Fun, pure fun for several days in a row, was something I thought I would never experience again. The plague had taken away any idea that there could be any fun to be had. Living on prison island, I had almost forgotten how liberating fun can be until I joined the Sour Cherries Tour of Budapest.
A very dear friend from another life who now lives in London, invited me to join the Sour Cherries Tour of Budapest during my first escape from prison island in the Antipodes after covid. I had not previously visited Budapest, and I had never attended a Christmas market in Europe, so I jumped at the opportunity.
Three sour cherries assembled at Heathrow, where much toasting to the success of the tour occurred. More toasting on the flight to Budapest ensured a very happy relaxed arrival in Budapest, where the fourth sour cherry was awaiting our arrival.
Having grown up with the Blue Danube Waltz – even performing as a skater in a school version, I had been somewhat disappointed to discover that the Danube in Vienna was far from blue. I was so hoping that the Danube in Budapest would be blue. Well, it was and it wasn’t. I got my Blue Danube at night. During the day it was many shades of grey.
The four Sour Cherries were a diverse group, all very different, in age and nationality, and not one of them lives in the country of their birth. Chief Sour Cherry is an Australian who lives in London. Deputy Chief Sour Cherries are variously a New Zealander living in Sydney, but whose heart is in London (the elder of the tribe), an Irishwoman, living in Oxford and a New Zealander, living temporarily in Germany, but based in London. By way of explanation, the Chief Sour Cherry is the “Chief” as he was the organiser. The Deputy Sour Cherries are “Deputies” as we were very enthusiastic participants.
The elder of the tribe and the Irish Sour Cherry were staying in the same hotel in Pest, in an obviously touristy street
The Central Market Hall, the main produce market in Budapest, was located at the end of the street close to our hotel, so was an obvious first destination. The ground floor was the foodhall – I never knew that there were so many varieties of paprika. The fruit and vegetables all looked superb. The first floor is more touristy, and the contained a vast array of stuff that only tourists would buy, such as the I (heart) Budapest mugs, caps and T shirts. There were numerous leather goods stalls, some of which stocked items of a reasonable style and design. Some of the glassware was lovely, and there was a great variety of ceramics. I acquired a beautiful blue crystal champagne glass to replace a broken glass. I could have sworn it was identical to the set it was joining. It was not, but it didn’t matter. As the Chief Sour Cherry remarked, far more interesting than a matching set. One stall contained “Herend” porcelain. If I was planning to acquire Herend, I would have visited the Palais Herend, and undoubtedly would have paid a great deal more, but I would actually have acquired Herend.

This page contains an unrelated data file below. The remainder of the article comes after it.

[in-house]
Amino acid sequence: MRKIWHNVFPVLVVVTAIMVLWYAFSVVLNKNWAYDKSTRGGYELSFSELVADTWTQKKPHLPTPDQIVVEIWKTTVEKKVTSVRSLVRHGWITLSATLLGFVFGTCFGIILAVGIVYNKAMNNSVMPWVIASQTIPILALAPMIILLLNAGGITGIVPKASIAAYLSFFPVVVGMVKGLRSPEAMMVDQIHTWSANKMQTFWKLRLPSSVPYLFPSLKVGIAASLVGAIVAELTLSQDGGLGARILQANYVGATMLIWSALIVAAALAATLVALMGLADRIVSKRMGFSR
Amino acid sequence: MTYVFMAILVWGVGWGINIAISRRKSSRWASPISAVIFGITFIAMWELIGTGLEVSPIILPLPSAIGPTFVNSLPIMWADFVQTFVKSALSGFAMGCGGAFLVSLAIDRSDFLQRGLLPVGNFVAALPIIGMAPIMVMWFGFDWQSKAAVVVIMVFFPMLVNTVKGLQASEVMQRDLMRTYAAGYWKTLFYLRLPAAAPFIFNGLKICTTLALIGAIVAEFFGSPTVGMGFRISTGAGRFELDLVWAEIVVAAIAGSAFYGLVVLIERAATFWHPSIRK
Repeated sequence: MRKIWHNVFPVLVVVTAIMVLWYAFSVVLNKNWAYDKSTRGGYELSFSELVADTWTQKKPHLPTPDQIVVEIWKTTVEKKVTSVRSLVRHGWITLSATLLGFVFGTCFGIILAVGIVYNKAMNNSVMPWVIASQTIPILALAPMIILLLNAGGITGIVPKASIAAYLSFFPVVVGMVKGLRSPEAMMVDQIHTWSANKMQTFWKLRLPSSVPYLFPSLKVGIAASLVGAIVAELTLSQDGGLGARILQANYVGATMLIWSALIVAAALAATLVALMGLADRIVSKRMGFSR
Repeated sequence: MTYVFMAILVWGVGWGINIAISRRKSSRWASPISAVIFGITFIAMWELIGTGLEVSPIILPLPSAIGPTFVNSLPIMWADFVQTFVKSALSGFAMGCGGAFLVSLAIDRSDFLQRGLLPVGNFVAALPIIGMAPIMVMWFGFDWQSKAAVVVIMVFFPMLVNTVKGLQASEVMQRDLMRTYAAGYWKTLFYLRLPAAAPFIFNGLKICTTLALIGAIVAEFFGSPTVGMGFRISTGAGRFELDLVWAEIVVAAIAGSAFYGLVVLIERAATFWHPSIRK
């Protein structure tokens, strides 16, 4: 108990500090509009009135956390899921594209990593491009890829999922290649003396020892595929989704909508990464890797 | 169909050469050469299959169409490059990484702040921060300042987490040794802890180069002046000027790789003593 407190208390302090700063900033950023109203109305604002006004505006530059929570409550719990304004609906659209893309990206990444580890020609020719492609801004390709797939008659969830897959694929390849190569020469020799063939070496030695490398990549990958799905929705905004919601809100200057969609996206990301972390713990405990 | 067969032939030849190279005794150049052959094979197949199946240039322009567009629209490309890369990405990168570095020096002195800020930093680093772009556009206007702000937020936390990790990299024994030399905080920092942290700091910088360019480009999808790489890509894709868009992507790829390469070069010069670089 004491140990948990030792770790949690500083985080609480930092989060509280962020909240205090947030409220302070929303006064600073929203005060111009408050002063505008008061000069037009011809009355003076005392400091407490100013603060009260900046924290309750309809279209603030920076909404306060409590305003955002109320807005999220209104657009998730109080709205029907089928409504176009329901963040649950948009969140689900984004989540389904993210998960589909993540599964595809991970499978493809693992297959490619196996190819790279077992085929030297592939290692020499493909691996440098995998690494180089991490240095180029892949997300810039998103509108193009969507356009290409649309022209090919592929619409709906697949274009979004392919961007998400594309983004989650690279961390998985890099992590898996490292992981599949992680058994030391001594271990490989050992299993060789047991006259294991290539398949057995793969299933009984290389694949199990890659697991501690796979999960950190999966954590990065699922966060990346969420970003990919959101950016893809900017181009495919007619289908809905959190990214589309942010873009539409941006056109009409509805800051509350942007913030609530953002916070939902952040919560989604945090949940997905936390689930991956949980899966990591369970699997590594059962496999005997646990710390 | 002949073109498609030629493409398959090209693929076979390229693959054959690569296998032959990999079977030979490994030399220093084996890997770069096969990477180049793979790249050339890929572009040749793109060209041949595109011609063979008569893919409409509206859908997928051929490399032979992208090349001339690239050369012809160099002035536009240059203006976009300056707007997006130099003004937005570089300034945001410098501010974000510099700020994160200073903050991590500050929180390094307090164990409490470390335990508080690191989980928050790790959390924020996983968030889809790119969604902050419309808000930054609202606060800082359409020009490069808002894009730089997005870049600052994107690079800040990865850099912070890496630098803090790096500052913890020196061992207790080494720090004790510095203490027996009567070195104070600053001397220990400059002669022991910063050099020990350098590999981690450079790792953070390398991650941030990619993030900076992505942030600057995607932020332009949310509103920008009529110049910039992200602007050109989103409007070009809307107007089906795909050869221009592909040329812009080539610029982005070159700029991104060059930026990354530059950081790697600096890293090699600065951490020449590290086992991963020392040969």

I was looking forward to my first experience of Christmas Markets in Europe. Whether or not the markets in Budapest are up there with the best, they were certainly magical for me. A smorgasbord of of food, Gluhwein, Hungarian arts and crafts, and some of the loveliest festive lighting I have seen. I indulged in Gluhwein – nothing better to bring on the fuzzy, warm and happy experience of enjoying Christmas markets with friends.
The festive lighting, was quite innovative in some areas – cars and shoes in one area. Shop fronts were decorated, some with changing coloured lights, and there were so many Christmas trees of all shapes and sizes.
Just a few of the many Christmas trees.
Wandering around the Christmas markets, the wild cherries came across a ferris wheel. No, not me, I don’t do ferris wheels. So pleased that the majority ruled, and we boarded the ferris wheel. Budapest by night from the ferris wheel was magical.
Budapest has a lot more to offer than Christmas Markets. Walking around Buda and Pest is easy, give or take a couple of rather steep Hills in Buda, and walk we did, generally only occasionally resorting to a bus or taxi when running short of time.
I have read a lot about the Holocaust and visited many Holocaust museums and memorials over the years, but I had little specific knowledge of the fate Jewish people in Budapest. A visit to the Dohany Street Synagogue, with its memorial gardens and Holocaust Museum in the basement, and to a memorial on the banks of the Danube, sent me on a journey of discovery. I found that prior to World War II approximately 200,000 Jewish people lived in Budapest. In the early years of World War II around 5,000 Jewish refugees from Germany and Austria arrived in Budapest, and from 1942, approximately 8,000 Slovak refugees sought haven in Budapest. Until the German occupation in March 1944, they remained relatively secure. A ghetto was established in November, 1944. From December 1944 to the end of January 1945 it is estimated that up to 20,000 Jewish people from the ghetto were executed on the bank of the Danube, and thrown into the river.
Budapest was liberated in February 1945 by Soviet forces.